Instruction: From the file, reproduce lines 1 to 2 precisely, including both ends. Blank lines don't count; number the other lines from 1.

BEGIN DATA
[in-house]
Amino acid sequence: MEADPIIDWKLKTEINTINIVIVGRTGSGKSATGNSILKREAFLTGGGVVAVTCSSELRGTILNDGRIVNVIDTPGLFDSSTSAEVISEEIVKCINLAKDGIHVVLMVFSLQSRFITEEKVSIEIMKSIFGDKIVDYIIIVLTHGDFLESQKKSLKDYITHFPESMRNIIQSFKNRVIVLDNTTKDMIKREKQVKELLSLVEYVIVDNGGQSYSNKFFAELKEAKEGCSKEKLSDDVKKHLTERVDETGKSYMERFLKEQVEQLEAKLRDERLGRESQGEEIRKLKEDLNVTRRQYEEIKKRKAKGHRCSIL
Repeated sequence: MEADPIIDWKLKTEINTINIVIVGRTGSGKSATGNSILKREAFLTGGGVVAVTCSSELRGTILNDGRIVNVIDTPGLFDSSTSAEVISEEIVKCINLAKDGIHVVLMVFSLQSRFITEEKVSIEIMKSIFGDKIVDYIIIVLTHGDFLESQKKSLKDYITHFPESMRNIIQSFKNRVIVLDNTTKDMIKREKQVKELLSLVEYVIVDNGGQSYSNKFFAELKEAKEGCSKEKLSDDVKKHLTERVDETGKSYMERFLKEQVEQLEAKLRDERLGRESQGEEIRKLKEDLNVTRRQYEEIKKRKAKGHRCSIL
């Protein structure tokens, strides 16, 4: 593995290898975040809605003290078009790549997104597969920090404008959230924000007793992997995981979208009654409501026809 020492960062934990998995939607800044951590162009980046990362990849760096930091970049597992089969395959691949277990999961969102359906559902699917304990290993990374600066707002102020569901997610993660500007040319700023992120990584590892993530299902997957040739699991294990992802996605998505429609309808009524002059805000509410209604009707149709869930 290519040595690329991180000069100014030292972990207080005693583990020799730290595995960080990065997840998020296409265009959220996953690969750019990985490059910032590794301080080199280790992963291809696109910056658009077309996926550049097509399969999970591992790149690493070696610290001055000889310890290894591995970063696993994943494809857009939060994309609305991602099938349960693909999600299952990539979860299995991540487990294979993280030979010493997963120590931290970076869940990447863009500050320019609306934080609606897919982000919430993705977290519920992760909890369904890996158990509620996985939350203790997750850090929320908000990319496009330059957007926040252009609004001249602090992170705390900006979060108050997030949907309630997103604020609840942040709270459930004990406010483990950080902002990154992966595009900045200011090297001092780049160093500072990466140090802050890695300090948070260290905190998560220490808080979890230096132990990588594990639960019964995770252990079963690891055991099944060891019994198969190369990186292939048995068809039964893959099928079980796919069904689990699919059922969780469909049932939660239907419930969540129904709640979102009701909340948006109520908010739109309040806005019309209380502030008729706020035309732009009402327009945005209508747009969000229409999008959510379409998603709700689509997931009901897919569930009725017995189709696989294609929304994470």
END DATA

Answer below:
[in-house]
Amino acid sequence: MEADPIIDWKLKTEINTINIVIVGRTGSGKSATGNSILKREAFLTGGGVVAVTCSSELRGTILNDGRIVNVIDTPGLFDSSTSAEVISEEIVKCINLAKDGIHVVLMVFSLQSRFITEEKVSIEIMKSIFGDKIVDYIIIVLTHGDFLESQKKSLKDYITHFPESMRNIIQSFKNRVIVLDNTTKDMIKREKQVKELLSLVEYVIVDNGGQSYSNKFFAELKEAKEGCSKEKLSDDVKKHLTERVDETGKSYMERFLKEQVEQLEAKLRDERLGRESQGEEIRKLKEDLNVTRRQYEEIKKRKAKGHRCSIL